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Please use this identifier to cite or link to this item: http://hdl.handle.net/1942/12876

Title: An Epidemiological Reappraisal of the Familial Aggregation of Prostate Cancer: A Meta-Analysis
Authors: KICINSKI, Michal
VANGRONSVELD, Jaco
NAWROT, Tim
Issue Date: 2011
Publisher: PUBLIC LIBRARY SCIENCE
Citation: PLOS ONE, 6(10)
Abstract: Studies on familial aggregation of cancer may suggest an overall contribution of inherited genes or a shared environment in the development of malignant disease. We performed a meta-analysis on familial clustering of prostate cancer. Out of 74 studies reporting data on familial aggregation of prostate cancer in unselected populations retrieved by a Pubmed search and browsing references, 33 independent studies meeting the inclusion criteria were used in the analysis performed with the random effects model. The pooled rate ratio (RR) for first-degree family history, i.e. affected father or brother, is 2.48 (95% confidence interval: 2.25-2.74). The incidence rate for men who have a brother who got prostate cancer increases 3.14 times (CI: 2.37-4.15), and for those with affected father 2.35 times (CI: 2.02-2.72). The pooled estimate of RR for two or more affected first-degree family members relative to no history in father and in brother is 4.39 (CI: 2.61-7.39). First-degree family history appears to increase the incidence rate of prostate cancer more in men under 65 (RR: 2.87, CI: 2.21-3.74), than in men aged 65 and older (RR: 1.92, CI: 1.49-2.47), p for interaction = 0.002. The attributable fraction among those having an affected first-degree relative equals to 59.7% (CI: 55.6-63.5%) for men at all ages, 65.2% (CI: 57.7-71.4%) for men younger than 65 and 47.9% (CI: 37.1-56.8%) for men aged 65 or older. For those with a family history in 2 or more first-degree family members 77.2% (CI: 65.4-85.0%) of prostate cancer incidence can be attributed to the familial clustering. Our combined estimates show strong familial clustering and a significant effect-modification by age meaning that familial aggregation was associated with earlier disease onset (before age 65).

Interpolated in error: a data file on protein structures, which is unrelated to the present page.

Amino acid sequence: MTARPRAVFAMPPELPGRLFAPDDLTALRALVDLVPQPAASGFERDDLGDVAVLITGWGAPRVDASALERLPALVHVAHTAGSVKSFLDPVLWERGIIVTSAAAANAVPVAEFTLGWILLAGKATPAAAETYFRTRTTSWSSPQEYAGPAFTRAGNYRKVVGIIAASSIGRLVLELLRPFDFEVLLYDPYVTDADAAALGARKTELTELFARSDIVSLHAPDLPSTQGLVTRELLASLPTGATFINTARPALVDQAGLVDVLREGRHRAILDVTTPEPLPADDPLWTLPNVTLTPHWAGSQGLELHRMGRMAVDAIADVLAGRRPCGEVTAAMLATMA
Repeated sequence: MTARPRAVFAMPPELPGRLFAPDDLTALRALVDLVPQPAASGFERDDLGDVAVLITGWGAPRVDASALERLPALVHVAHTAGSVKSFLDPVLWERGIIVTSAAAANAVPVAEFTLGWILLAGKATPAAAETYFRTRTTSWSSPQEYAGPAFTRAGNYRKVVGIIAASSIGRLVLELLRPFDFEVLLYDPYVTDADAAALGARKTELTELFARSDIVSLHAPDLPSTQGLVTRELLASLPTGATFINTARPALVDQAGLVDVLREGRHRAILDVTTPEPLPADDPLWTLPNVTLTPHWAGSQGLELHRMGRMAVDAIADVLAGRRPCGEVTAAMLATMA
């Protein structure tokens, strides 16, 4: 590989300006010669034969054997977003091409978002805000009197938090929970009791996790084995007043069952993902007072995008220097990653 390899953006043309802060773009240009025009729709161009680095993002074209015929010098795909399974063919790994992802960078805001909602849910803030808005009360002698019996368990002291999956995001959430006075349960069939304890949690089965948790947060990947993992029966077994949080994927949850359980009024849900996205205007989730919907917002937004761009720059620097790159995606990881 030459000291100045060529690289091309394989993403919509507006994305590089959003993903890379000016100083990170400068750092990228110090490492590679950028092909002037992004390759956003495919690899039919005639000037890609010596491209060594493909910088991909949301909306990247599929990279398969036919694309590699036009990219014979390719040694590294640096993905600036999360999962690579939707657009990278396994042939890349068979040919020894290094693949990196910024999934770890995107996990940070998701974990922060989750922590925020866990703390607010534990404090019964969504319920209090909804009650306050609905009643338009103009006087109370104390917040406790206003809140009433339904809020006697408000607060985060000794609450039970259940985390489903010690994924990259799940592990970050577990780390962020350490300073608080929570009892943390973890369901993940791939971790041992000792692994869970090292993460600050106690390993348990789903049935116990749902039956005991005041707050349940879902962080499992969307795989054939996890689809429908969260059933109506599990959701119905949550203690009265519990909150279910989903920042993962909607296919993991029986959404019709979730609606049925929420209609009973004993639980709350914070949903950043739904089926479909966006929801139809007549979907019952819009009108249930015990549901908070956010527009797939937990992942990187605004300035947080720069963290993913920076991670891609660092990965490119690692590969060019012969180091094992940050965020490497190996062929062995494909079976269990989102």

Notes: [Kicinski, Michal] Hasselt Univ, Ctr Environm Sci, Diepenbeek, Belgium. [Nawrot, Tim S.] Leuven Univ KULeuven, Dept Publ Hlth, Louvain, Belgium. michal.kicinski@uhasselt.be
URI: http://hdl.handle.net/1942/12876
DOI: 10.1371/journal.pone.0027130
ISI #: 000296916000056
ISSN: 1932-6203
Category: A1
Type: Journal Contribution
Validation: ecoom, 2012
Appears in Collections: Research publications

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